Autism spectrum disorder - Symptoms 

Symptoms of autism spectrum disorder 

Autism: social situations

Autism is a developmental disorder affecting the way people interact with the world. This film enacts how someone with autism can struggle to understand the rules of conversation, making social situations difficult.

Media last reviewed: 06/11/2013

Next review due: 06/11/2015

Other conditions associated with ASD

It is common for people with ASD to have symptoms or aspects of other conditions such as:

If your child has any of these problems, they may require separate treatment, such as medication or cognitive behavioural therapy (CBT), in addition to their treatment for ASD.

Read more about treating autism spectrum disorder.

Autism spectrum disorder (ASD) can cause a wide range of symptoms, and there are many different ways those symptoms can be grouped.

It is useful for parents to know the signs and symptoms of autism and Asperger syndrome that are related to their child’s stages of development.

See your GP if you notice any of the symptoms of ASD or if you’re concerned about your child’s development. You can discuss your concerns together in depth before deciding whether your child should be referred for a specialist assessment.

Read more about diagnosing autism spectrum disorder.

Signs of ASD in pre-school children

The features of ASD that often develop in pre-school children are explained below.

Spoken language

  • delayed speech development (for example, not speaking at least 10 different words by the age of two), or not speaking at all
  • frequent repetition of set words and phrases
  • speech that sounds very monotonous or flat
  • preferring to communicate using single words, despite being able to speak in sentences

Responding to others

  • not responding to their name being called, despite having normal hearing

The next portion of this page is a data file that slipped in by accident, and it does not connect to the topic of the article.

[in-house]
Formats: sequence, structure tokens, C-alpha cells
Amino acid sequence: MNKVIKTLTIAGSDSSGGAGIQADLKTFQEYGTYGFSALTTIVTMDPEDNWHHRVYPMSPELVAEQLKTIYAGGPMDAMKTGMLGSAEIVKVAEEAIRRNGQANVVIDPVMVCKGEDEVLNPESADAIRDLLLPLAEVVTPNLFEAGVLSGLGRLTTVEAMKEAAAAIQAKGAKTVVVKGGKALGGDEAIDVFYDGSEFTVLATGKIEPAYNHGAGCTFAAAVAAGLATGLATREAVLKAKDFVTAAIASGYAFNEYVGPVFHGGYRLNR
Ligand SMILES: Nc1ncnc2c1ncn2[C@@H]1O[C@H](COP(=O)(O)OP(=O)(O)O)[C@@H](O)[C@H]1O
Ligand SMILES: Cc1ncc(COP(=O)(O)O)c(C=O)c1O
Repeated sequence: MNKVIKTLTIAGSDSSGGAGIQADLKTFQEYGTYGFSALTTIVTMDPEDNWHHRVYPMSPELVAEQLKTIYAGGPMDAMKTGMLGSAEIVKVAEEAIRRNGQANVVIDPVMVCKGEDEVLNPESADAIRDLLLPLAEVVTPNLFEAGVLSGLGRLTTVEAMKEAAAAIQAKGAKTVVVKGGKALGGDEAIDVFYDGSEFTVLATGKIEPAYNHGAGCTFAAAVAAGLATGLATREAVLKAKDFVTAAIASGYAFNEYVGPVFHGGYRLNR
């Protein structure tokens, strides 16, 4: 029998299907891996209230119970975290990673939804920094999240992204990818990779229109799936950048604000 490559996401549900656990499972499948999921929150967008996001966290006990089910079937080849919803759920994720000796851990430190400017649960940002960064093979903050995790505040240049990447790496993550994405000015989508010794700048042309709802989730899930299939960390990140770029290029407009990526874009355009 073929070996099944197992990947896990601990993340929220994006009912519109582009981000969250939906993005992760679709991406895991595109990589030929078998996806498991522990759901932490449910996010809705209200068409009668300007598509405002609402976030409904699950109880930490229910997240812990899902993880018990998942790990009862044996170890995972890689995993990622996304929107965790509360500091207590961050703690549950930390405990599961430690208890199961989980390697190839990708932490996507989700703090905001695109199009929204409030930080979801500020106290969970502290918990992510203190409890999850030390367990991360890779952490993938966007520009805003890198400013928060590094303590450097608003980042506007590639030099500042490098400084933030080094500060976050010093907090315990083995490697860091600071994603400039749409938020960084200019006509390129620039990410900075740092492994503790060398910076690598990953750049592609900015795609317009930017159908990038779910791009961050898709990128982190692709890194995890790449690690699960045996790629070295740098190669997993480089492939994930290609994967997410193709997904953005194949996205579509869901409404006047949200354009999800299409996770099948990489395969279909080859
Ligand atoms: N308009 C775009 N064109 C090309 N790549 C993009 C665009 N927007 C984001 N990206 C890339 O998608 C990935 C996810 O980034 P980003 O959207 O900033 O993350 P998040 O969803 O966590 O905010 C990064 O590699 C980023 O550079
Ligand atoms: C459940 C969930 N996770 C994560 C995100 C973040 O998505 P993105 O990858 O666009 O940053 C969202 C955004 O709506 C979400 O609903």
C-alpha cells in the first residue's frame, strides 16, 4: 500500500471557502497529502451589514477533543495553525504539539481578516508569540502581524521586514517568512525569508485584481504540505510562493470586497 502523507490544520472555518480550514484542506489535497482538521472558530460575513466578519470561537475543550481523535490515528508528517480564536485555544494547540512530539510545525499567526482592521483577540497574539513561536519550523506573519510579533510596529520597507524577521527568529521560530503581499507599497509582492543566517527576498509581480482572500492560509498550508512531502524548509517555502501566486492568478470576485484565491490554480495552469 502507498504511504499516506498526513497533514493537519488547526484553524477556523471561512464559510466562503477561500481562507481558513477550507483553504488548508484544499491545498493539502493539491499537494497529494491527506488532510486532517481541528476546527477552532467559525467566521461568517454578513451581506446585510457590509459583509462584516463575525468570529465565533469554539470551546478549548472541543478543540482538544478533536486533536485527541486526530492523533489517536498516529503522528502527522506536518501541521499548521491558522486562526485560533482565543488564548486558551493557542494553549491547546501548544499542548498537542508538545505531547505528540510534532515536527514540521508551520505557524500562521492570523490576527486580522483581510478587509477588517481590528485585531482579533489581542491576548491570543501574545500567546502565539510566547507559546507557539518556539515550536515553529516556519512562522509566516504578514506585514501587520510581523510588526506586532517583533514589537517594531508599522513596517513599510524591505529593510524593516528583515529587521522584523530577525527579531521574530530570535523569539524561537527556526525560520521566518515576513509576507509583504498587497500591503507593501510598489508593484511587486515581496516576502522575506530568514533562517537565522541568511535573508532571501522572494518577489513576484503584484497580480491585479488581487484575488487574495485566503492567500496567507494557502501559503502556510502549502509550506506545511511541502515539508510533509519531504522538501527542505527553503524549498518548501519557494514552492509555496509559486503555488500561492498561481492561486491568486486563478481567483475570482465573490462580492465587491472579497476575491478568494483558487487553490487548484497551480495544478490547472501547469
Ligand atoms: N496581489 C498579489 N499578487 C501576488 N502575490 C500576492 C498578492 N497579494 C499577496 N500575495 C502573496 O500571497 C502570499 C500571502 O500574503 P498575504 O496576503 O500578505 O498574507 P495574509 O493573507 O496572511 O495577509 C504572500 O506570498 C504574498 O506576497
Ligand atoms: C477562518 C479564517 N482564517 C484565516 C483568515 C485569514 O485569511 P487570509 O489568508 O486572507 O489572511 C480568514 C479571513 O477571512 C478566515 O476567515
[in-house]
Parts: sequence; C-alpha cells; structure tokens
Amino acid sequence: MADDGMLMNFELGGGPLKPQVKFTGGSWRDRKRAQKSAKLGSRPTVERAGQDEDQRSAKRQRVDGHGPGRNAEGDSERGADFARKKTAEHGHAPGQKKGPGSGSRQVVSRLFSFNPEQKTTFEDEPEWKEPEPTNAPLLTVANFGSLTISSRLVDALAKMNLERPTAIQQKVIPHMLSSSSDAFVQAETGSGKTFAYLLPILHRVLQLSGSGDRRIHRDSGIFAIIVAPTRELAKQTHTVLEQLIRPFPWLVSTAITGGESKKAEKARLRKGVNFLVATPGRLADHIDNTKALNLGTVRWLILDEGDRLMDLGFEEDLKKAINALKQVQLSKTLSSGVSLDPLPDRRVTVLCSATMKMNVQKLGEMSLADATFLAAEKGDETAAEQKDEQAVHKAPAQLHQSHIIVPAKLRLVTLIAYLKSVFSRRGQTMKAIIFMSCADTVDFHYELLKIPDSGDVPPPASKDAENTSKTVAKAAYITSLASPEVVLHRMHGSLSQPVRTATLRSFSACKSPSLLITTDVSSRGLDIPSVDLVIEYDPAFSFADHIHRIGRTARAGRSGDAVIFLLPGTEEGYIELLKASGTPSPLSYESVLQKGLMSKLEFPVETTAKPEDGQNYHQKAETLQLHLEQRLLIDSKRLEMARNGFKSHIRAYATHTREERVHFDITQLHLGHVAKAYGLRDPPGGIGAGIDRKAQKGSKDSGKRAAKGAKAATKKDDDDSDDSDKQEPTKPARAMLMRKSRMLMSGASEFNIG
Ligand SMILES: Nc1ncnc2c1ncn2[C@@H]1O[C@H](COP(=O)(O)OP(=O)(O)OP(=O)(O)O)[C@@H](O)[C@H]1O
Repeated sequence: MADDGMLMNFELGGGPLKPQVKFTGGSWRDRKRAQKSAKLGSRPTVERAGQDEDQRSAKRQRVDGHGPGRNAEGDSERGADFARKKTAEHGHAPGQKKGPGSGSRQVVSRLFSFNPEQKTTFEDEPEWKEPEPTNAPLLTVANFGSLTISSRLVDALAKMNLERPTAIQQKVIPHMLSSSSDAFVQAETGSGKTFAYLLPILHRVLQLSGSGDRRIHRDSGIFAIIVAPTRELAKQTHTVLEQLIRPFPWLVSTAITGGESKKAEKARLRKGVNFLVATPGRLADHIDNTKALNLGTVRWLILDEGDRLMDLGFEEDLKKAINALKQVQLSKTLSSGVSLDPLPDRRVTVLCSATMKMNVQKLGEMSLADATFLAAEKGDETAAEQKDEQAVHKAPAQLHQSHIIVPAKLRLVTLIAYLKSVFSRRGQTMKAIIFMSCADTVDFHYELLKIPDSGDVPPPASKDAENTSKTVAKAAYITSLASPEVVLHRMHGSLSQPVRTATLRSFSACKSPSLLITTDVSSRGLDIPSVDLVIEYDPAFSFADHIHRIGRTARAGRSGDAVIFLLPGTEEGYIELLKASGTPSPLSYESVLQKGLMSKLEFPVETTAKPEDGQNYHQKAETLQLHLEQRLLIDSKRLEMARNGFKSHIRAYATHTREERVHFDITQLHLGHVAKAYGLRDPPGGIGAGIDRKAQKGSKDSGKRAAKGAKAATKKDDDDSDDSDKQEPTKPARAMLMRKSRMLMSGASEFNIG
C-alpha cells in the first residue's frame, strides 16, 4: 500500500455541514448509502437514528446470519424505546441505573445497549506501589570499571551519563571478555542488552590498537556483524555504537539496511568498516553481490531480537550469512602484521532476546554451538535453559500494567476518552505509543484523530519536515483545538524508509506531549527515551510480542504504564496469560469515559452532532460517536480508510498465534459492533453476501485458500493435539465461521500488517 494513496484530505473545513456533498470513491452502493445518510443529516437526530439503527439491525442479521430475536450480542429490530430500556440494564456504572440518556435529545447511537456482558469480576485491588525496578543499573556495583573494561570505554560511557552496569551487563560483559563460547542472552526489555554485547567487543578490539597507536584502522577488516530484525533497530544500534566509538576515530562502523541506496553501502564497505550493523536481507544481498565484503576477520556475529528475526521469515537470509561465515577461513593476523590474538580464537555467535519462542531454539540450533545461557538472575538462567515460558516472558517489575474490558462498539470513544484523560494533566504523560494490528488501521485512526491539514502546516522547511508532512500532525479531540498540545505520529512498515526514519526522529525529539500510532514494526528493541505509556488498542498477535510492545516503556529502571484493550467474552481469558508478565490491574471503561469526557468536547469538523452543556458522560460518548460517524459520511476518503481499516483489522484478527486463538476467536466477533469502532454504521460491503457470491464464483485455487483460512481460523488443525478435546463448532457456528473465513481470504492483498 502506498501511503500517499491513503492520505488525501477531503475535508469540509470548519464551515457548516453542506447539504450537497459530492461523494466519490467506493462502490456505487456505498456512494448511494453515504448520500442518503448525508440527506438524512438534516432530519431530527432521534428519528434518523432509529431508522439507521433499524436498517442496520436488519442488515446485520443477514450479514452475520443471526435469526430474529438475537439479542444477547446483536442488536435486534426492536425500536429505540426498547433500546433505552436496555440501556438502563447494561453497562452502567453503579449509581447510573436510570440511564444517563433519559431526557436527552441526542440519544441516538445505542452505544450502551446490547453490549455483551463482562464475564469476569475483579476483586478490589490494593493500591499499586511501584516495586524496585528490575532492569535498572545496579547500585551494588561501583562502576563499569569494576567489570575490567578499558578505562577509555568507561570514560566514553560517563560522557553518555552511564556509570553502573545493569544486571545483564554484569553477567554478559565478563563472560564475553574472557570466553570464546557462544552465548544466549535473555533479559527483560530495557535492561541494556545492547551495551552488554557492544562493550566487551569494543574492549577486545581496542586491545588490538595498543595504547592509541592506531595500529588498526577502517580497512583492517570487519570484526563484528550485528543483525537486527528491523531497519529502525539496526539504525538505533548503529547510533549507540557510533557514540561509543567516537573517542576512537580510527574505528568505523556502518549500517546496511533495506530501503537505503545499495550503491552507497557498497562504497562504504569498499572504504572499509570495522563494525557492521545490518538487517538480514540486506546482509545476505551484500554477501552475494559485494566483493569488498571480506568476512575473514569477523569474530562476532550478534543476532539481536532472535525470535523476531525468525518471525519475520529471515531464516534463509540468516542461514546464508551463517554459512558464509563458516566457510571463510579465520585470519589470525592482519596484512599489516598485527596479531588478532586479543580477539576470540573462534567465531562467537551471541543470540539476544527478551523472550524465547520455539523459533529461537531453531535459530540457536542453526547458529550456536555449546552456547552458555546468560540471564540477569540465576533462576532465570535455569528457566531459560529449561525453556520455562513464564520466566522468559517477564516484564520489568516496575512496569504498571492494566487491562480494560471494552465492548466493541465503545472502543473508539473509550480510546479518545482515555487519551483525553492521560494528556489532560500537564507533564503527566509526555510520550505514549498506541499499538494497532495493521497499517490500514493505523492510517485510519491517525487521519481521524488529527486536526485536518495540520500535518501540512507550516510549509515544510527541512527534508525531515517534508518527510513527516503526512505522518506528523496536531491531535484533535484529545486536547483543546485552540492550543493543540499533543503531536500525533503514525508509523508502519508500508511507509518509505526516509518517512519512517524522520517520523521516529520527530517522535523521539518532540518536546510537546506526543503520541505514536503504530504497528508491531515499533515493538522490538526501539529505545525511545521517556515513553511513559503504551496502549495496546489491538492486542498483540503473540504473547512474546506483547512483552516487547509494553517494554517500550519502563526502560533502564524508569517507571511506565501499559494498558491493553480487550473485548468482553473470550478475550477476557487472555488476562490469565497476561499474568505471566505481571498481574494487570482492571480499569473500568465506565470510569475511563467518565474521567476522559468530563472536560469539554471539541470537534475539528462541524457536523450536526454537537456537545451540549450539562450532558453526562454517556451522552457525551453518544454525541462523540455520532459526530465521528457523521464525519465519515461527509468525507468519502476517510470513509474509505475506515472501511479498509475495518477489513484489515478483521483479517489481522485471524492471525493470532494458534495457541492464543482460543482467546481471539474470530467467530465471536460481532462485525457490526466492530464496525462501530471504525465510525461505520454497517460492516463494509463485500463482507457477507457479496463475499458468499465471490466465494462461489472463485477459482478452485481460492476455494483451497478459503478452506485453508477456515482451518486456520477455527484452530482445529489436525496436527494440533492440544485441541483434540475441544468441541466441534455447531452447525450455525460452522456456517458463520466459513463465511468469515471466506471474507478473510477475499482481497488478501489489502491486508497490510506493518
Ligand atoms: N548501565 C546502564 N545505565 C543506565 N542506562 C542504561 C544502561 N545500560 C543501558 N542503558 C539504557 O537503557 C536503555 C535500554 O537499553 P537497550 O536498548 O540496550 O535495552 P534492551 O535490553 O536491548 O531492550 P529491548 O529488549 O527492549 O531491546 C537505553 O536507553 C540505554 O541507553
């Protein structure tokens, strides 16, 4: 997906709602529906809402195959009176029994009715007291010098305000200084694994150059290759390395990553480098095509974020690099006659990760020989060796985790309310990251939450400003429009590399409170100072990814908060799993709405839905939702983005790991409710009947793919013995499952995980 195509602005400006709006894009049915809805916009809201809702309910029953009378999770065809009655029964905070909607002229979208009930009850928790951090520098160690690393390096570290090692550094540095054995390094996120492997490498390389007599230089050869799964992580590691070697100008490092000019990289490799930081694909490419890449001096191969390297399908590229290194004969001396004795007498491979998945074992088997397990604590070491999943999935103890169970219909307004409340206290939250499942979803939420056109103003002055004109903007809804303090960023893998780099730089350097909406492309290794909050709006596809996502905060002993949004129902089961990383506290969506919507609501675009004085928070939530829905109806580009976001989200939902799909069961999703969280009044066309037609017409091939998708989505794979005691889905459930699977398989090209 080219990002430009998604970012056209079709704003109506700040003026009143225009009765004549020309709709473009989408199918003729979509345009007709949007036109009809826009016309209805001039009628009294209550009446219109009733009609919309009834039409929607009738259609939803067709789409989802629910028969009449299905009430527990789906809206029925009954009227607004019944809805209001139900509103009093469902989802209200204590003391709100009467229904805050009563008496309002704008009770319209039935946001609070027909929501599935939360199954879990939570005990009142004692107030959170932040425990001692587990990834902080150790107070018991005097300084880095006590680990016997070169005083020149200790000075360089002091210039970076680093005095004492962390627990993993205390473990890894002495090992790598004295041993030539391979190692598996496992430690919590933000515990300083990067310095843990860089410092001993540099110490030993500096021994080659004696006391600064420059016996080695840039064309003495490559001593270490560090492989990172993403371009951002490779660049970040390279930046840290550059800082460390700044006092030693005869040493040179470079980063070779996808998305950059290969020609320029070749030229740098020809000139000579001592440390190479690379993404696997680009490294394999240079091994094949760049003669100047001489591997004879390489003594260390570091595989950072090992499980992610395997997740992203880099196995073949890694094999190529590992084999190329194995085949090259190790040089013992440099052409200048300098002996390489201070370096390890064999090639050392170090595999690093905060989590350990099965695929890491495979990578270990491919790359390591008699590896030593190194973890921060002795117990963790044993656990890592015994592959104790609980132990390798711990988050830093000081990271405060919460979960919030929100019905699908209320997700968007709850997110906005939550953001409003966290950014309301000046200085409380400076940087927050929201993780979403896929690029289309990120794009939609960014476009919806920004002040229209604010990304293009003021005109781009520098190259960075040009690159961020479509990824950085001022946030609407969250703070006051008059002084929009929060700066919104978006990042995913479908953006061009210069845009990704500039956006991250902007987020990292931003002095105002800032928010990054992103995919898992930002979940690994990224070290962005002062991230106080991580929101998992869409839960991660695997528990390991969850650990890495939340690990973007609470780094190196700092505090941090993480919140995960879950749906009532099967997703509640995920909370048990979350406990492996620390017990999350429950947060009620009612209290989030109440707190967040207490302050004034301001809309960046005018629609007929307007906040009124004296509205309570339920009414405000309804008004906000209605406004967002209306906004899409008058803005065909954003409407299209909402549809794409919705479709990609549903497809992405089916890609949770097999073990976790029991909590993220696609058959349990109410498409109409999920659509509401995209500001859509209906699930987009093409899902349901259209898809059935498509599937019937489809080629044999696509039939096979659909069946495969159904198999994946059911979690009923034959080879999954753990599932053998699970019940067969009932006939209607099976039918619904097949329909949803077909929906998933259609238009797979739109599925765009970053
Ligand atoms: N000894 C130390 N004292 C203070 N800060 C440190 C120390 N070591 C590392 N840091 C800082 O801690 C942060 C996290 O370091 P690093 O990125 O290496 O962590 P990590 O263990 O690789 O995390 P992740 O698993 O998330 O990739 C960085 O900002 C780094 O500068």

• rejecting cuddles initiated by a parent or carer (although they may initiate cuddles themselves)
  • reacting unusually negatively when asked to do something by someone else

Interacting with others

  • not being aware of other people’s personal space, or being unusually intolerant of people entering their own personal space
  • little interest in interacting with other people, including children of a similar age
  • not enjoying situations that most children their age like, such as birthday parties
  • preferring to play alone, rather than asking others to play with them
  • rarely using gestures (such as pointing) or facial expressions when communicating
  • avoiding eye contact

Behaviour

  • having repetitive movements such as flapping their hands, rocking back and forth or flicking their fingers
  • playing with toys in a repetitive and unimaginative way, such as lining blocks up in order of size or colour, rather than using them to build something
  • preferring to have a familiar routine, and getting extremely upset if there are changes to their normal routine
  • having a strong like or dislike of certain foods, based on the texture or colour of the food as much as the taste

Signs and symptoms of ASD in school-age children

Features of ASD that can develop in older children and teenagers are explained below.

Spoken language

  • preferring to avoid using spoken language
  • speech that sounds very monotonous or flat
  • speaking in pre-learned phrases, rather than putting together individual words to form new sentences
  • seeming to talk ‘at’ people, rather than sharing a two-way conversation

Responding to others

  • taking people’s speech literally and being unable to understand sarcasm, metaphors or figures of speech
  • reacting unusually negatively when asked to do something by someone else

Interacting with others

  • not being aware of other people’s personal space, or being unusually intolerant of people entering their own personal space
  • little interest in interacting with other people, including children of a similar age, or having few close friends despite attempts to form friendships
  • not understanding how people normally interact socially, such as greeting people or wishing them farewell